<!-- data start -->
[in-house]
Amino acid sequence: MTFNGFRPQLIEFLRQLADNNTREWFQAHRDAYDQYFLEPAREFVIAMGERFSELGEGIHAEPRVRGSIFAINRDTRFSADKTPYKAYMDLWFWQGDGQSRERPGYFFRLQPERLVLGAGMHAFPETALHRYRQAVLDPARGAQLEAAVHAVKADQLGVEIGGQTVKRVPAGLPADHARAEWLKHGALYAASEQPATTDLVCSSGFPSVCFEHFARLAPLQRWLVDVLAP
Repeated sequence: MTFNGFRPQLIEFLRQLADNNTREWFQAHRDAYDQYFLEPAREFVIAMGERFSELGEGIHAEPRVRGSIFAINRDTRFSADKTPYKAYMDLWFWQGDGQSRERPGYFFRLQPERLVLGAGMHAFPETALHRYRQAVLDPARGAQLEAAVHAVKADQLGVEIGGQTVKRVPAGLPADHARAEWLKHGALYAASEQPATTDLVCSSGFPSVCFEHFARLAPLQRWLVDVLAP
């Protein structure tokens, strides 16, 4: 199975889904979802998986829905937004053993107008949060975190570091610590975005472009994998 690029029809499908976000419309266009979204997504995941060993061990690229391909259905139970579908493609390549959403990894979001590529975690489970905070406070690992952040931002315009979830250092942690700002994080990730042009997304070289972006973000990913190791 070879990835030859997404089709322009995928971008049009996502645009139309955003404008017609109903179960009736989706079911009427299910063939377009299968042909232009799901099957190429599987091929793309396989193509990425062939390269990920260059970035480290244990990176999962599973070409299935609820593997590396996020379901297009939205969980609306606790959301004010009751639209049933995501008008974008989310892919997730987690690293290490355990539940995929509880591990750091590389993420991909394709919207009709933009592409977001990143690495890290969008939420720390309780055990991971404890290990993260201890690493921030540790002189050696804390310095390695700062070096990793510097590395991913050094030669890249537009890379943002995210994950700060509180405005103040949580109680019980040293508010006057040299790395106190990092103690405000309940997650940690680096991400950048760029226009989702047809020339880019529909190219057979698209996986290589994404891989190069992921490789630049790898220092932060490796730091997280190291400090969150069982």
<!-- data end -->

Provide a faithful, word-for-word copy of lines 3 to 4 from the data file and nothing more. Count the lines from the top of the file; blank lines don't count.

Repeated sequence: MTFNGFRPQLIEFLRQLADNNTREWFQAHRDAYDQYFLEPAREFVIAMGERFSELGEGIHAEPRVRGSIFAINRDTRFSADKTPYKAYMDLWFWQGDGQSRERPGYFFRLQPERLVLGAGMHAFPETALHRYRQAVLDPARGAQLEAAVHAVKADQLGVEIGGQTVKRVPAGLPADHARAEWLKHGALYAASEQPATTDLVCSSGFPSVCFEHFARLAPLQRWLVDVLAP
């Protein structure tokens, strides 16, 4: 199975889904979802998986829905937004053993107008949060975190570091610590975005472009994998 690029029809499908976000419309266009979204997504995941060993061990690229391909259905139970579908493609390549959403990894979001590529975690489970905070406070690992952040931002315009979830250092942690700002994080990730042009997304070289972006973000990913190791 070879990835030859997404089709322009995928971008049009996502645009139309955003404008017609109903179960009736989706079911009427299910063939377009299968042909232009799901099957190429599987091929793309396989193509990425062939390269990920260059970035480290244990990176999962599973070409299935609820593997590396996020379901297009939205969980609306606790959301004010009751639209049933995501008008974008989310892919997730987690690293290490355990539940995929509880591990750091590389993420991909394709919207009709933009592409977001990143690495890290969008939420720390309780055990991971404890290990993260201890690493921030540790002189050696804390310095390695700062070096990793510097590395991913050094030669890249537009890379943002995210994950700060509180405005103040949580109680019980040293508010006057040299790395106190990092103690405000309940997650940690680096991400950048760029226009989702047809020339880019529909190219057979698209996986290589994404891989190069992921490789630049790898220092932060490796730091997280190291400090969150069982």